Issues Facing the Healthcare Industry
Organizations in the healthcare industry are experiencing drastic increases in the number of demands placed on them. At the same time, the entire industry is confronted with a multitude of new challenges including an aging population with an increased life expectancy and a myriad of government healthcare reforms. With so much at risk, healthcare professionals are looking for solutions that will streamline operations and reduce costs so that emphasis can be placed where the rewards are the greatest: providing excellence in patient care.
Establishing and improving strong operational efficiency has always been a key to economic success in business. Nowhere is this more evident than in the healthcare industry. From nursing homes to hospitals to community health centers, healthcare and medical service organizations are all facing the same dilemma: how to find the funding to improve services while addressing the latest demands caused by the aging population and new government regulations. A review of these issues and achievable solutions will bring to light the urgency that exists right now; waiting is not an option.
By the year 2050, the number of people over the age of 60 is expected to triple, comprising 22 percent of the world population.^1 By that same year, in the U.S. alone, the number of people aged 65 and over is expected to be close to 87 million, out of a projected total population of 420 million.^1 This is significant, as the elderly are making the majority of the demands on healthcare services. Clearly, healthcare expenditures are rising.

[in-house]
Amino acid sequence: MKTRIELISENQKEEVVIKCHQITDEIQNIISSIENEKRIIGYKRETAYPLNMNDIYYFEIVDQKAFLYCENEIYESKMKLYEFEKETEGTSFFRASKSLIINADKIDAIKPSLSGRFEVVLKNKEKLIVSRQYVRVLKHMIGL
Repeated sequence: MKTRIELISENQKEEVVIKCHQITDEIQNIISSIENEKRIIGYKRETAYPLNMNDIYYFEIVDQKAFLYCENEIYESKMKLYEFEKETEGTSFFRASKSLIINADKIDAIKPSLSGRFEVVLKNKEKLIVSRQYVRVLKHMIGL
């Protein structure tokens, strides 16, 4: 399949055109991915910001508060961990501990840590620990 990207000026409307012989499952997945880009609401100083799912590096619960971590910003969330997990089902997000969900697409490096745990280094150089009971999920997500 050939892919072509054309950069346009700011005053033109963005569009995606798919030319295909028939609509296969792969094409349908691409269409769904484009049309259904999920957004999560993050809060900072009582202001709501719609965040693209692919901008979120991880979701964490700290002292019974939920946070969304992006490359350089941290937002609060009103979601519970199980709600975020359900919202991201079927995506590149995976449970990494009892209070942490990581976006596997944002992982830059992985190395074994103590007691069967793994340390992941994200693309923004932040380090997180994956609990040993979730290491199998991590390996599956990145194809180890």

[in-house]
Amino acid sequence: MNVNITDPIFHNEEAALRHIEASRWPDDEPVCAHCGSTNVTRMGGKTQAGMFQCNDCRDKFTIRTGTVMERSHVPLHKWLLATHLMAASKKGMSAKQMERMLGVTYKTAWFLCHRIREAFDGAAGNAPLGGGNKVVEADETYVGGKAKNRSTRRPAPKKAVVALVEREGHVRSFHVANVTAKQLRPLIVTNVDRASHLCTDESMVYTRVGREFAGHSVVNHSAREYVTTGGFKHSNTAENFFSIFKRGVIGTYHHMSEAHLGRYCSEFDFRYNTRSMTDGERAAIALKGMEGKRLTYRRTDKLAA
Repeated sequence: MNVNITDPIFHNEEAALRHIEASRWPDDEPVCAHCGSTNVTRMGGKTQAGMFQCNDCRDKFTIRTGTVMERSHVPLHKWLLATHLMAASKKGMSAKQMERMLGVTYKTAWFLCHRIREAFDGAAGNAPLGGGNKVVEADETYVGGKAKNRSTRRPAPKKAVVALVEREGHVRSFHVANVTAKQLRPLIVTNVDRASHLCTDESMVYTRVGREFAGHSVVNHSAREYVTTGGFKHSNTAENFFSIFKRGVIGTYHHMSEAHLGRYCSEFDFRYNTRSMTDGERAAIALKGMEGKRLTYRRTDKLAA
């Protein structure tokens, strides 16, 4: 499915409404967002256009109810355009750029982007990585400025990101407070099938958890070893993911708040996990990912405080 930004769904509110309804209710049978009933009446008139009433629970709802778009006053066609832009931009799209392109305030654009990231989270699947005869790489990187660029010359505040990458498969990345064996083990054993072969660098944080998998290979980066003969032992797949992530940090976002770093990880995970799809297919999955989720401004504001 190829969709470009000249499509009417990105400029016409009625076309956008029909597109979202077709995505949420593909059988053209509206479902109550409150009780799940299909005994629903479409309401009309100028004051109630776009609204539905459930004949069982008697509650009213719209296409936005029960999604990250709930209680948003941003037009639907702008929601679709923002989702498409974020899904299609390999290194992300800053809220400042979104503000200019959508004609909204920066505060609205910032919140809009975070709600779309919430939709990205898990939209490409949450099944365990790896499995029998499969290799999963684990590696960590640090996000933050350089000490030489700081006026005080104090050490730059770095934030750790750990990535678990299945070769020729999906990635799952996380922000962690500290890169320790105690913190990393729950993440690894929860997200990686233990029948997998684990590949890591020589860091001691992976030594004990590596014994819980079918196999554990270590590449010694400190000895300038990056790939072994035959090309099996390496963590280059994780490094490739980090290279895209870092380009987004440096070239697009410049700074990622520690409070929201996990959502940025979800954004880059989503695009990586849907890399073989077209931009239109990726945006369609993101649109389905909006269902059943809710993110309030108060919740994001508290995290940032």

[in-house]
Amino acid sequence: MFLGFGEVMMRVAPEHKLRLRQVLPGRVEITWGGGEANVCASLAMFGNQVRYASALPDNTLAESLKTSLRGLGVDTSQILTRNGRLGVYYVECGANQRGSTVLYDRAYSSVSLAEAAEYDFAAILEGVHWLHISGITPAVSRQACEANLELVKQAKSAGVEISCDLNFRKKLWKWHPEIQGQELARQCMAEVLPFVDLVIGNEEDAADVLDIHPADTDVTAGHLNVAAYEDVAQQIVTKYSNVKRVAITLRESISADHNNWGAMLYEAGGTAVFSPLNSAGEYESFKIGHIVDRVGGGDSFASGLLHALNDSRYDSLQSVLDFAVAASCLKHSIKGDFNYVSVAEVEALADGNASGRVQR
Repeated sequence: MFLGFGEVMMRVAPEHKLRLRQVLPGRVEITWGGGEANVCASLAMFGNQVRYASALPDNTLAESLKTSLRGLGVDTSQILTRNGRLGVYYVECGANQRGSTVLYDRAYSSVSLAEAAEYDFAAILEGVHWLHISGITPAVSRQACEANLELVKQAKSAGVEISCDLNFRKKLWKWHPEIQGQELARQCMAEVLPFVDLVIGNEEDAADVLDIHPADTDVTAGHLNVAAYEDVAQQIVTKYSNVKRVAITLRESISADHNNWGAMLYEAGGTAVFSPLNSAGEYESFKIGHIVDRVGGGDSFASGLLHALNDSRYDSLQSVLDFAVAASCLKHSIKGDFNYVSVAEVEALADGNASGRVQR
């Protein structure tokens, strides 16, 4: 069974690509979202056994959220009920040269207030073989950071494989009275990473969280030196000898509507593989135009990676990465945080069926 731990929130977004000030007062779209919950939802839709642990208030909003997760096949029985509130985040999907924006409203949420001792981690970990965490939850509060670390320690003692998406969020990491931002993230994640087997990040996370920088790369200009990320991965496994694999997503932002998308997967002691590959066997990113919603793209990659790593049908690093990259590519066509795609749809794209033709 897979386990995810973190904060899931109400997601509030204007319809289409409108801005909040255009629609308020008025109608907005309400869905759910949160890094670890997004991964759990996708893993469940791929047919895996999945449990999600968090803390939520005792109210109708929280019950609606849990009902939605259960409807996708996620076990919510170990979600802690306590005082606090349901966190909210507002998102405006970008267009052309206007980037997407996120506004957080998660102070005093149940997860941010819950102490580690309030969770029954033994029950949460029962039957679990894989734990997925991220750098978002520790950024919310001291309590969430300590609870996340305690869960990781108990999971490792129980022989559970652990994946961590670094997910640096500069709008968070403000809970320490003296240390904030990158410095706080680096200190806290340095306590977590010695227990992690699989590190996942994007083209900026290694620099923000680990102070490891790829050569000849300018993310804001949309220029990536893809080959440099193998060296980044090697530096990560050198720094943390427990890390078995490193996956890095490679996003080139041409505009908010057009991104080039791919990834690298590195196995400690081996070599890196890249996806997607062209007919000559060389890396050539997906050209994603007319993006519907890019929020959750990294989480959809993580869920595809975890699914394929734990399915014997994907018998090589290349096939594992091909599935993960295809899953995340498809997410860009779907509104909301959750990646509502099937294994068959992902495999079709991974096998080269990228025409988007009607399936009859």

Another demand placed on the healthcare industry is the need to stay compliant with all of the current government regulations. There are a number of agencies that govern various aspects of healthcare. The Centers for Medicare and Medicaid administer Medicare and Medicaid, along with the State Children’s Health Insurance Program. Tri-Care, run by the Defense Department, serves military families. The Employee Retirement Income Security Act and the Consolidated Omnibus Budget Reconciliation Act, COBRA, both administered under the Department of Labor, oversee health plans offered by employers. Finally, the Health and Human Services department directs the implementation of the Health Insurance Portability and Accountability Act, HIPAA. HIPAA establishes national standards for electronic healthcare transactions and addresses the security and privacy of health data. Keeping track of all agencies above requires constant oversight, including financial and human resource investment, to ensure compliance with government policies and program protocol.